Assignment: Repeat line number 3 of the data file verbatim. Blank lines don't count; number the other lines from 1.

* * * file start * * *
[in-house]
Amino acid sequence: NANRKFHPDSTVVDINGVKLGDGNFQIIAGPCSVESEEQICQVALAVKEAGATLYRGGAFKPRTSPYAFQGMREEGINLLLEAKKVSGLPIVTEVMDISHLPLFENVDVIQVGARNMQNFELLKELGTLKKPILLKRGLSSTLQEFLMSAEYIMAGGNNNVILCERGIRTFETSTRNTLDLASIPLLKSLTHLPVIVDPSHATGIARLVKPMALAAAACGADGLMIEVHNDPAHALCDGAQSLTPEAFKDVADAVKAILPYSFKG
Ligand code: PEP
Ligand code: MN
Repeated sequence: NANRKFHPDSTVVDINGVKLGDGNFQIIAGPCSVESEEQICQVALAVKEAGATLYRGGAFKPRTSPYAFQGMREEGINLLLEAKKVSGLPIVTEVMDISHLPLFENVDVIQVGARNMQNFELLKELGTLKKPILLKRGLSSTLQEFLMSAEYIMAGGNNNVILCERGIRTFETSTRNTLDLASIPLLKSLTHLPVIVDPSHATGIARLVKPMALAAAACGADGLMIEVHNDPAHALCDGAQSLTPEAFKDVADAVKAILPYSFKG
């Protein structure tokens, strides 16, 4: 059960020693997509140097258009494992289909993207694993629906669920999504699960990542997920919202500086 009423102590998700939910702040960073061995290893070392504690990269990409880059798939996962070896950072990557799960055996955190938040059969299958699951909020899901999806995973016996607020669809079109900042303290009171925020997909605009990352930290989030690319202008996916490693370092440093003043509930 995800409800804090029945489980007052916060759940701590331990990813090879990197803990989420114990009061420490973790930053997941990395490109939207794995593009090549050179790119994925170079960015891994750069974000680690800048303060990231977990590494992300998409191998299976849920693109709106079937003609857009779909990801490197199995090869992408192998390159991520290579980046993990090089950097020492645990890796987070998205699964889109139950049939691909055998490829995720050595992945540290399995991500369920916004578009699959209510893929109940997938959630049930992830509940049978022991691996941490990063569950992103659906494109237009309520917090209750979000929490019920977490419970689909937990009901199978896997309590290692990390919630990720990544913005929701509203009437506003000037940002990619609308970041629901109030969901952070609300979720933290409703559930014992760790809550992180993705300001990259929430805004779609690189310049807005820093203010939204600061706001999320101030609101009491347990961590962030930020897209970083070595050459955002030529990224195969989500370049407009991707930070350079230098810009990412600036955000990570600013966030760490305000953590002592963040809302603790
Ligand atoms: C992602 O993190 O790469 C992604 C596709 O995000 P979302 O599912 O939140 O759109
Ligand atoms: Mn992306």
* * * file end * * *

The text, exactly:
Ligand code: PEP